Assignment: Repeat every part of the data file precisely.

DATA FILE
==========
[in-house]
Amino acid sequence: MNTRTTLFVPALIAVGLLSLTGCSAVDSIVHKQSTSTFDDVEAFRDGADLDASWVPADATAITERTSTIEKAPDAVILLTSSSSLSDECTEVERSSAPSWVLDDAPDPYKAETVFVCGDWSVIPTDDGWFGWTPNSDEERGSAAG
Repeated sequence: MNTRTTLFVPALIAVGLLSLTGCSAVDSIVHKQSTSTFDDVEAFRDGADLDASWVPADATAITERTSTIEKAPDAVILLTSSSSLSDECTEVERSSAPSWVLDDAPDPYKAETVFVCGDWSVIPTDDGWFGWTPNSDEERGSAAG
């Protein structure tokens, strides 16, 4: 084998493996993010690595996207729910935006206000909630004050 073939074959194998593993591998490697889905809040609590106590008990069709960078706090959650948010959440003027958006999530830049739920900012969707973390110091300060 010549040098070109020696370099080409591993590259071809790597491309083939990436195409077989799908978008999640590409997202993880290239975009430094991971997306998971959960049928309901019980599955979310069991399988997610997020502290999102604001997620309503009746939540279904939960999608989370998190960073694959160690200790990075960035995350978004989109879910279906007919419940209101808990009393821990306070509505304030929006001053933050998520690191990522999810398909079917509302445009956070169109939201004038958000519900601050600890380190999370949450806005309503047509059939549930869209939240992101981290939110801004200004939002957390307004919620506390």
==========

[in-house]
Amino acid sequence: MNTRTTLFVPALIAVGLLSLTGCSAVDSIVHKQSTSTFDDVEAFRDGADLDASWVPADATAITERTSTIEKAPDAVILLTSSSSLSDECTEVERSSAPSWVLDDAPDPYKAETVFVCGDWSVIPTDDGWFGWTPNSDEERGSAAG
Repeated sequence: MNTRTTLFVPALIAVGLLSLTGCSAVDSIVHKQSTSTFDDVEAFRDGADLDASWVPADATAITERTSTIEKAPDAVILLTSSSSLSDECTEVERSSAPSWVLDDAPDPYKAETVFVCGDWSVIPTDDGWFGWTPNSDEERGSAAG
């Protein structure tokens, strides 16, 4: 084998493996993010690595996207729910935006206000909630004050 073939074959194998593993591998490697889905809040609590106590008990069709960078706090959650948010959440003027958006999530830049739920900012969707973390110091300060 010549040098070109020696370099080409591993590259071809790597491309083939990436195409077989799908978008999640590409997202993880290239975009430094991971997306998971959960049928309901019980599955979310069991399988997610997020502290999102604001997620309503009746939540279904939960999608989370998190960073694959160690200790990075960035995350978004989109879910279906007919419940209101808990009393821990306070509505304030929006001053933050998520690191990522999810398909079917509302445009956070169109939201004038958000519900601050600890380190999370949450806005309503047509059939549930869209939240992101981290939110801004200004939002957390307004919620506390």